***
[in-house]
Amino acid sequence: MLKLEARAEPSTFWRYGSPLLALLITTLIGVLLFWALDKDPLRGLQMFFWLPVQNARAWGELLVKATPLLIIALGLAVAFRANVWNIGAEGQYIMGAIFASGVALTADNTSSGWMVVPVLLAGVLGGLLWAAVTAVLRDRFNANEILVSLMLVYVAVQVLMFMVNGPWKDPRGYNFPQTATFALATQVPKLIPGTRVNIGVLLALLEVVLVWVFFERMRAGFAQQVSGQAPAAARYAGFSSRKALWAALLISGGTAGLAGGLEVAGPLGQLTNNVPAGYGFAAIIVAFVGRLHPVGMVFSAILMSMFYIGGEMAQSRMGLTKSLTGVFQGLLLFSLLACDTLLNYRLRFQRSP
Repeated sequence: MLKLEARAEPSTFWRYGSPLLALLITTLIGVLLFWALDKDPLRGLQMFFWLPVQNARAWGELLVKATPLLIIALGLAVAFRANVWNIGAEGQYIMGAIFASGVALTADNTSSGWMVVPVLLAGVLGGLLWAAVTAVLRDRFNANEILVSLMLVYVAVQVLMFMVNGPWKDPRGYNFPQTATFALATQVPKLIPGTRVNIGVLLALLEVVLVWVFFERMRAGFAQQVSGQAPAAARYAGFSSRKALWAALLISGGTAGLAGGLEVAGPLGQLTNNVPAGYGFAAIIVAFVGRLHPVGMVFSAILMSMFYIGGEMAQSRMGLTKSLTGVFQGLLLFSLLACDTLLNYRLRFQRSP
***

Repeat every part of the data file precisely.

[in-house]
Amino acid sequence: MLKLEARAEPSTFWRYGSPLLALLITTLIGVLLFWALDKDPLRGLQMFFWLPVQNARAWGELLVKATPLLIIALGLAVAFRANVWNIGAEGQYIMGAIFASGVALTADNTSSGWMVVPVLLAGVLGGLLWAAVTAVLRDRFNANEILVSLMLVYVAVQVLMFMVNGPWKDPRGYNFPQTATFALATQVPKLIPGTRVNIGVLLALLEVVLVWVFFERMRAGFAQQVSGQAPAAARYAGFSSRKALWAALLISGGTAGLAGGLEVAGPLGQLTNNVPAGYGFAAIIVAFVGRLHPVGMVFSAILMSMFYIGGEMAQSRMGLTKSLTGVFQGLLLFSLLACDTLLNYRLRFQRSP
Repeated sequence: MLKLEARAEPSTFWRYGSPLLALLITTLIGVLLFWALDKDPLRGLQMFFWLPVQNARAWGELLVKATPLLIIALGLAVAFRANVWNIGAEGQYIMGAIFASGVALTADNTSSGWMVVPVLLAGVLGGLLWAAVTAVLRDRFNANEILVSLMLVYVAVQVLMFMVNGPWKDPRGYNFPQTATFALATQVPKLIPGTRVNIGVLLALLEVVLVWVFFERMRAGFAQQVSGQAPAAARYAGFSSRKALWAALLISGGTAGLAGGLEVAGPLGQLTNNVPAGYGFAAIIVAFVGRLHPVGMVFSAILMSMFYIGGEMAQSRMGLTKSLTGVFQGLLLFSLLACDTLLNYRLRFQRSP